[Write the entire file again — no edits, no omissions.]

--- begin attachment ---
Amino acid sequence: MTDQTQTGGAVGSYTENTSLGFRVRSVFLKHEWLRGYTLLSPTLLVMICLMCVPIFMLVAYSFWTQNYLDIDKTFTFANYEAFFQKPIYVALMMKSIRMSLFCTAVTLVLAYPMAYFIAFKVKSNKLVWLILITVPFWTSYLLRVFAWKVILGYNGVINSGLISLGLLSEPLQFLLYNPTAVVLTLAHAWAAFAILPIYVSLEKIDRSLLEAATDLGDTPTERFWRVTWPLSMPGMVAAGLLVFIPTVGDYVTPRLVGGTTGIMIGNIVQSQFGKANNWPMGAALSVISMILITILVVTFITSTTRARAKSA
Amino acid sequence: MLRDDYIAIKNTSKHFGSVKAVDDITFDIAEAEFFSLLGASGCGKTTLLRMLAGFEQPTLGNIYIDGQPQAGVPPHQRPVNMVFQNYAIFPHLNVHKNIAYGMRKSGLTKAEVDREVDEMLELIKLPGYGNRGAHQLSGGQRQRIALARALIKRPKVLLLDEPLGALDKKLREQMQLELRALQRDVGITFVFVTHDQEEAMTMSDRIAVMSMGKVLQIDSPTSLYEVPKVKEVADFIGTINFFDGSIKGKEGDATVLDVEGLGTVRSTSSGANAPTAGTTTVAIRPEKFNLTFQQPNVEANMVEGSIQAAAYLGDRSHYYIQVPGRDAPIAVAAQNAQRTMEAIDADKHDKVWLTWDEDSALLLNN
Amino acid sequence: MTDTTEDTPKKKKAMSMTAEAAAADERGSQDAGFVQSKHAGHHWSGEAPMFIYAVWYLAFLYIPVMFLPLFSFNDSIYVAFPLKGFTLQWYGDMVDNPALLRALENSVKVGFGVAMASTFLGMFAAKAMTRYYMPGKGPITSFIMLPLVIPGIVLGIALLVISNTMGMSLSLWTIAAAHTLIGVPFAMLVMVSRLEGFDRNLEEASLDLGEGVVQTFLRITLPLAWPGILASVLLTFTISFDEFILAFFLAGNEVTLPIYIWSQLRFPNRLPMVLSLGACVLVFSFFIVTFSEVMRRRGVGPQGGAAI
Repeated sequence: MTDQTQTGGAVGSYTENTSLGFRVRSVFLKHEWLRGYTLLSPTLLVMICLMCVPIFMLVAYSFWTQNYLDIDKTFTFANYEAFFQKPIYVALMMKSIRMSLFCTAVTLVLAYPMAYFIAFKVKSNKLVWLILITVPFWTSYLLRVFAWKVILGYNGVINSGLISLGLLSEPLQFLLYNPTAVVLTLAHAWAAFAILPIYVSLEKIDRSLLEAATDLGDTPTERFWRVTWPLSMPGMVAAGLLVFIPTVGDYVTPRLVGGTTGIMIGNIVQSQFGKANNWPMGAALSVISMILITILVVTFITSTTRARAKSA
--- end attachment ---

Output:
Amino acid sequence: MTDQTQTGGAVGSYTENTSLGFRVRSVFLKHEWLRGYTLLSPTLLVMICLMCVPIFMLVAYSFWTQNYLDIDKTFTFANYEAFFQKPIYVALMMKSIRMSLFCTAVTLVLAYPMAYFIAFKVKSNKLVWLILITVPFWTSYLLRVFAWKVILGYNGVINSGLISLGLLSEPLQFLLYNPTAVVLTLAHAWAAFAILPIYVSLEKIDRSLLEAATDLGDTPTERFWRVTWPLSMPGMVAAGLLVFIPTVGDYVTPRLVGGTTGIMIGNIVQSQFGKANNWPMGAALSVISMILITILVVTFITSTTRARAKSA
Amino acid sequence: MLRDDYIAIKNTSKHFGSVKAVDDITFDIAEAEFFSLLGASGCGKTTLLRMLAGFEQPTLGNIYIDGQPQAGVPPHQRPVNMVFQNYAIFPHLNVHKNIAYGMRKSGLTKAEVDREVDEMLELIKLPGYGNRGAHQLSGGQRQRIALARALIKRPKVLLLDEPLGALDKKLREQMQLELRALQRDVGITFVFVTHDQEEAMTMSDRIAVMSMGKVLQIDSPTSLYEVPKVKEVADFIGTINFFDGSIKGKEGDATVLDVEGLGTVRSTSSGANAPTAGTTTVAIRPEKFNLTFQQPNVEANMVEGSIQAAAYLGDRSHYYIQVPGRDAPIAVAAQNAQRTMEAIDADKHDKVWLTWDEDSALLLNN
Amino acid sequence: MTDTTEDTPKKKKAMSMTAEAAAADERGSQDAGFVQSKHAGHHWSGEAPMFIYAVWYLAFLYIPVMFLPLFSFNDSIYVAFPLKGFTLQWYGDMVDNPALLRALENSVKVGFGVAMASTFLGMFAAKAMTRYYMPGKGPITSFIMLPLVIPGIVLGIALLVISNTMGMSLSLWTIAAAHTLIGVPFAMLVMVSRLEGFDRNLEEASLDLGEGVVQTFLRITLPLAWPGILASVLLTFTISFDEFILAFFLAGNEVTLPIYIWSQLRFPNRLPMVLSLGACVLVFSFFIVTFSEVMRRRGVGPQGGAAI
Repeated sequence: MTDQTQTGGAVGSYTENTSLGFRVRSVFLKHEWLRGYTLLSPTLLVMICLMCVPIFMLVAYSFWTQNYLDIDKTFTFANYEAFFQKPIYVALMMKSIRMSLFCTAVTLVLAYPMAYFIAFKVKSNKLVWLILITVPFWTSYLLRVFAWKVILGYNGVINSGLISLGLLSEPLQFLLYNPTAVVLTLAHAWAAFAILPIYVSLEKIDRSLLEAATDLGDTPTERFWRVTWPLSMPGMVAAGLLVFIPTVGDYVTPRLVGGTTGIMIGNIVQSQFGKANNWPMGAALSVISMILITILVVTFITSTTRARAKSA